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Wrestling with Moses: How Jane Jacobs Took On New York's Master Builder and Transformed the American City

3.89  ·  Rating details ·  785 ratings  ·  104 reviews
To a young Jane Jacobs, Greenwich Village, with its winding cobblestone streets and diverse makeup, was everything a city neighborhood should be. The activist, writer, and mother of three grew so fond of her bustling community that it became a touchstone for her landmark book The Death and Life of Great American Cities. But consummate power broker Robert Moses, the father ...more
Hardcover, 256 pages
Published July 28th 2009 by Random House (first published 2009)
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Average rating 3.89  · 
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Jul 18, 2015 rated it really liked it
Shelves: nonfiction, nyc, cities
I read this book after reading The Power Broker, Robert Caros book about Robert Moses, because the Caro book gave short shrift to a couple of Moses projects that did not come to fruition but which I was interested in: the construction of an elevated superhighway across Manhattan to connect the Lincoln Tunnel to the Queens Midtown Tunnel and the extension of Fifth Avenue through Washington Square Park and then the linking of the new lower Fifth Avenue to another crosstown elevated superhighway, ...more
DJ Yossarian
Having read Death and Life of Great American Cities about 20 years ago, I found this book about its author and the causes she championed to be enthralling, even-handed, and well-written. Flint doesn't demonize Robert Moses, and gives him due credit for the parks, beach facilities, and bridges he built. The author also demonstrates that, although Moses was extraordinary in both his maniacal work ethic and the amount of power he amassed, his approach to how cities should be revitalized was very ...more
Jul 07, 2013 rated it really liked it
I loved this book. I was a huge fan of Jane Jacobs from reading The Death and Life of Great American Cities, which I highly recommend for anyone who is interested in or enjoys city life. When I read The Power Broker: Robert Moses and the Fall of New York I expected Jane Jacobs to make an extensive appearance and was disappointed to find that she never even showed up once. (That's right, my main complaint with the 1344 page biography is its lack of detail in one area. Apparently Robert Caro ...more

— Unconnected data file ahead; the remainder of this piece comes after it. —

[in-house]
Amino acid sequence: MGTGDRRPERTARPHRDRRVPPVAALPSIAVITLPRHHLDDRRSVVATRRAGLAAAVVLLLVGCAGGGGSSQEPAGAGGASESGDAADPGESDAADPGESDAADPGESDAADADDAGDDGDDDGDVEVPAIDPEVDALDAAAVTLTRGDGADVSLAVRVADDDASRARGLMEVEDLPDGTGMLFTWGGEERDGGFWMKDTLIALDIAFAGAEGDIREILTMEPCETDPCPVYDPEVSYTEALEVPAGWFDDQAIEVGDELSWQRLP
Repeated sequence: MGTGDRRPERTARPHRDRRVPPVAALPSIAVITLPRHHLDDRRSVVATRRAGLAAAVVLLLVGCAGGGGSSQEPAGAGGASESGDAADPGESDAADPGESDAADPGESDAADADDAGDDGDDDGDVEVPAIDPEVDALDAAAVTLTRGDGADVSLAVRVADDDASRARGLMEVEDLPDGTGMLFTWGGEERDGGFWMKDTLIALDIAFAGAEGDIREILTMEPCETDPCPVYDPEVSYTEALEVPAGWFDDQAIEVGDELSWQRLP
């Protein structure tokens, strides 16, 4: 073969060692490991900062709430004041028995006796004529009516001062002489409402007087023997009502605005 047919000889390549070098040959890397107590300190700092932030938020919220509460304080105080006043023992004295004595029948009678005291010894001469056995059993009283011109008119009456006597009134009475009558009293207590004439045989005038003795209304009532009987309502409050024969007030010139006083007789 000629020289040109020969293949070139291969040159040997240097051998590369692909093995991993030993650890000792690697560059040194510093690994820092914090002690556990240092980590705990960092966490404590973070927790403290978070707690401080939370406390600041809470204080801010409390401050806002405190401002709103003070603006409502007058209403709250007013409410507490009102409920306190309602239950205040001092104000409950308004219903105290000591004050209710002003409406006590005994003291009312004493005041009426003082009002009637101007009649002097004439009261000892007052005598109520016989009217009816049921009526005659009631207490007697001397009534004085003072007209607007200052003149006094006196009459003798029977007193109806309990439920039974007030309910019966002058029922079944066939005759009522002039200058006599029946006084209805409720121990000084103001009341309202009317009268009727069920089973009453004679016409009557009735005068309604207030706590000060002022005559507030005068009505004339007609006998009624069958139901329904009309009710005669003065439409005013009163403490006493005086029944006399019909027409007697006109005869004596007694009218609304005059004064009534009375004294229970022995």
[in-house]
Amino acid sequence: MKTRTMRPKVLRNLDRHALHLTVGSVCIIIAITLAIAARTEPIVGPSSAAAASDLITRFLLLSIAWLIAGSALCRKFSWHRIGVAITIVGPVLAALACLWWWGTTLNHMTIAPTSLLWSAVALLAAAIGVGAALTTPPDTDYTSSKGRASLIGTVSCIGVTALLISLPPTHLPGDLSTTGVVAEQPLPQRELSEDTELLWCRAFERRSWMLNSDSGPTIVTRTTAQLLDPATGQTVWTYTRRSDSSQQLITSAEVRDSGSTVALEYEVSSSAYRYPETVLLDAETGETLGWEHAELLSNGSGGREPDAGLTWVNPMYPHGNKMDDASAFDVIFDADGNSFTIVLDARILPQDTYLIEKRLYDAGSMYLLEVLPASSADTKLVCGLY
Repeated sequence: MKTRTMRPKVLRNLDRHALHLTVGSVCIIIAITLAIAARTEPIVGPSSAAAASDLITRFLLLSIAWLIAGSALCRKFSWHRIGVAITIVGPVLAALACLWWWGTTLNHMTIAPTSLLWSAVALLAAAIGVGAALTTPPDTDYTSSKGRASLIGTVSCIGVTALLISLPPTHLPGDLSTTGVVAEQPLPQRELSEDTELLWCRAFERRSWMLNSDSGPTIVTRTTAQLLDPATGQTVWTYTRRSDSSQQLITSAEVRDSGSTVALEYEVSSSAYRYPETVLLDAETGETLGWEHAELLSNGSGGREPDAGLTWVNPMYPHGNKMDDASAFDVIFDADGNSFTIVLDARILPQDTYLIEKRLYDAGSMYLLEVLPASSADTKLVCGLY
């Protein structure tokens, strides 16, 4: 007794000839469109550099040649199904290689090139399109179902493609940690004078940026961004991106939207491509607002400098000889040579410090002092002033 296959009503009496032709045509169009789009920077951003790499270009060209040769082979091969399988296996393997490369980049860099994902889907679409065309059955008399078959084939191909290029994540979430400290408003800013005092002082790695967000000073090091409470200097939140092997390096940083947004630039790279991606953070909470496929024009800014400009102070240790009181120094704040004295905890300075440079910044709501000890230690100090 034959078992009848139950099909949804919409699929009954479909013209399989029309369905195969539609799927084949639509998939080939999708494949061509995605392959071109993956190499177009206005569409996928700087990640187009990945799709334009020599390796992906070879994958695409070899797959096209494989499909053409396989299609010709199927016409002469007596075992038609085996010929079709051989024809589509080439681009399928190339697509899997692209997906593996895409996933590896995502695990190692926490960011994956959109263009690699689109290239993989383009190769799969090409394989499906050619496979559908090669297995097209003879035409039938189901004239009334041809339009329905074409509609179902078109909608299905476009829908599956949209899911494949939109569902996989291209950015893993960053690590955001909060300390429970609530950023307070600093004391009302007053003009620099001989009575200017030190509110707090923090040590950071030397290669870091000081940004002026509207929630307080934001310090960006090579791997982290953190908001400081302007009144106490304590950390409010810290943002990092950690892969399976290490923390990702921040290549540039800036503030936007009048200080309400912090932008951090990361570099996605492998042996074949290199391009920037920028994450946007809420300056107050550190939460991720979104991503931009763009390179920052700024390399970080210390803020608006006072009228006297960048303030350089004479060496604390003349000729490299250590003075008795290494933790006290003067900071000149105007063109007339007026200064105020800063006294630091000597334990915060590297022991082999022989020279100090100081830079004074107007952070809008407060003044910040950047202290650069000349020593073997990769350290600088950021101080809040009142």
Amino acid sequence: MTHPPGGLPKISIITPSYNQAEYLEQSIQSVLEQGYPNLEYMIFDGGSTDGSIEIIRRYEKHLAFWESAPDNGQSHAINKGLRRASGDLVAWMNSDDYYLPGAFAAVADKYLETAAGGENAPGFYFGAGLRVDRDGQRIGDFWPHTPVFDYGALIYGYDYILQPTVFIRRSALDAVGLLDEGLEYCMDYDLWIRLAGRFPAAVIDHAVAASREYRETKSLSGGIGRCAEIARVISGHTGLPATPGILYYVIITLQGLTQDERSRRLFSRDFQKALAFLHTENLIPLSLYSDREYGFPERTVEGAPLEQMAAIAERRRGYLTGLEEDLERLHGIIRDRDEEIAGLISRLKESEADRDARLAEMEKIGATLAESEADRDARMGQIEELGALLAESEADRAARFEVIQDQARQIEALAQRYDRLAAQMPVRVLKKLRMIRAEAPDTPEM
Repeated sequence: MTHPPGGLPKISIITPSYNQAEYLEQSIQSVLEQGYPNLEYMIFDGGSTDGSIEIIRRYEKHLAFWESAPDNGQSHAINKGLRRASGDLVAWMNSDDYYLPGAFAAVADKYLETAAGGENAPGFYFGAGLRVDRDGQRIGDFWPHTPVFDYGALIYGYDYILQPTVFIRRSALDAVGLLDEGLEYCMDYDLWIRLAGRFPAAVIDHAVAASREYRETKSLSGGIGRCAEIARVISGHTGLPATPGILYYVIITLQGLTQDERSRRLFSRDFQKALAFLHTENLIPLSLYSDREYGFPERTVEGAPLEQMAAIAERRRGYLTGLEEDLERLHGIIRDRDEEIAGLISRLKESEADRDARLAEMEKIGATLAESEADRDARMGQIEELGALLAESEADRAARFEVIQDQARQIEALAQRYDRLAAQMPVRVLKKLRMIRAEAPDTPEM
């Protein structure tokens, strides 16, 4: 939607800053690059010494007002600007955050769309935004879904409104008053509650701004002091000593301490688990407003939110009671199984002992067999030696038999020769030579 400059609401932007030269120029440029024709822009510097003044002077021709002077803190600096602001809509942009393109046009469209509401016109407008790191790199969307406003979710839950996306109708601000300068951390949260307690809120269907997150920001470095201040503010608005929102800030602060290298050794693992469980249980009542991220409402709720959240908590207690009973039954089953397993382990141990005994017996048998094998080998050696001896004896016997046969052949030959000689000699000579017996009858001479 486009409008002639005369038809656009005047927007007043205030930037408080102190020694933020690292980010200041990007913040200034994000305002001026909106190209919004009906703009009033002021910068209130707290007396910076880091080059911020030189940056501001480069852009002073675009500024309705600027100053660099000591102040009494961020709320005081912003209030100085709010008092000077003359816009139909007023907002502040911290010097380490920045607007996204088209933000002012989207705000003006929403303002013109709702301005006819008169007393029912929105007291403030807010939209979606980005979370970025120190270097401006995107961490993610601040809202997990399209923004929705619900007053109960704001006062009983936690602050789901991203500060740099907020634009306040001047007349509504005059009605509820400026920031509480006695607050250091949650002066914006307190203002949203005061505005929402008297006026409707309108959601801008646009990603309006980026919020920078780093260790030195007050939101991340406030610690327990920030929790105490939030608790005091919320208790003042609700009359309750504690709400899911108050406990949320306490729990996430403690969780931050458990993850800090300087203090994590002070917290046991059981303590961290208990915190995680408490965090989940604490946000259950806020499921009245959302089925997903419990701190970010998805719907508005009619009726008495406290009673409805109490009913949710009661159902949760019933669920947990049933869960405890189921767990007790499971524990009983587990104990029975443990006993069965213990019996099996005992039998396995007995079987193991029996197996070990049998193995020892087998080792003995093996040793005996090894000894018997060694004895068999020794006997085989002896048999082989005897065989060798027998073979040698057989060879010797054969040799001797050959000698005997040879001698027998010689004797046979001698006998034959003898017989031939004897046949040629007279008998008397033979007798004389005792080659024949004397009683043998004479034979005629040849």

Aug 09, 2019 rated it liked it
If you've never heard of this story and want to learn more about NYC planning in the 1960s (related topics: Urban Renewal, participatory planning and activism, gentrification, affordable housing), I recommend it! If you know anything about it, you probably don't need to read it (I stopped at like the last chapter).
Michael Doyle
Aug 26, 2017 rated it it was amazing
An incredibly engaging, succinct chronicle of the decades-long battle between Jane Jacobs and Robert Moses--and by extension, the mid-20th century status quo of the urban planning profession. Backstory: the moment I finished reading Roberts' seminal "Death and Life of Great American Cities" at the age of 19, I began researching planning graduate programs even before I started college and an undergraduate. Her ideas had that profound an effect on my and my education and eventual career. This is ...more
penny shima glanz
Jan 06, 2010 rated it liked it
Shelves: library-nypl
Over a decade ago I had the pleasure of taking Professor Kenneth Jackson's great course "History of the City of New York" at Columbia. As a Computer Science undergrad I was a bit scared to take the course, my required reading was generally much different in scale and scope from history courses. I emailed the professor that summer and asked what texts might be included, hoping to both get a head start and to pick up used copies. I received a kind reply and two books listed were The Power Broker ...more
David Jedeikin
Jan 09, 2011 rated it really liked it
Compelling yarn about how Jane Jacobs, a Greenwich Village writer and mom, took on one of New York's most influential urban-planning power brokers and won. Told from a an earnest-yet-accessible angle (I think the author himself called it "beach-reading for urban planners") it manages to draw both Jacobs and Moses with depth and nuance -- even going so far, at the end of the book, as to show that the pendulum may have swung a bit too far in Jacobs's direction of late: When latter-day ...more
Sep 11, 2018 rated it really liked it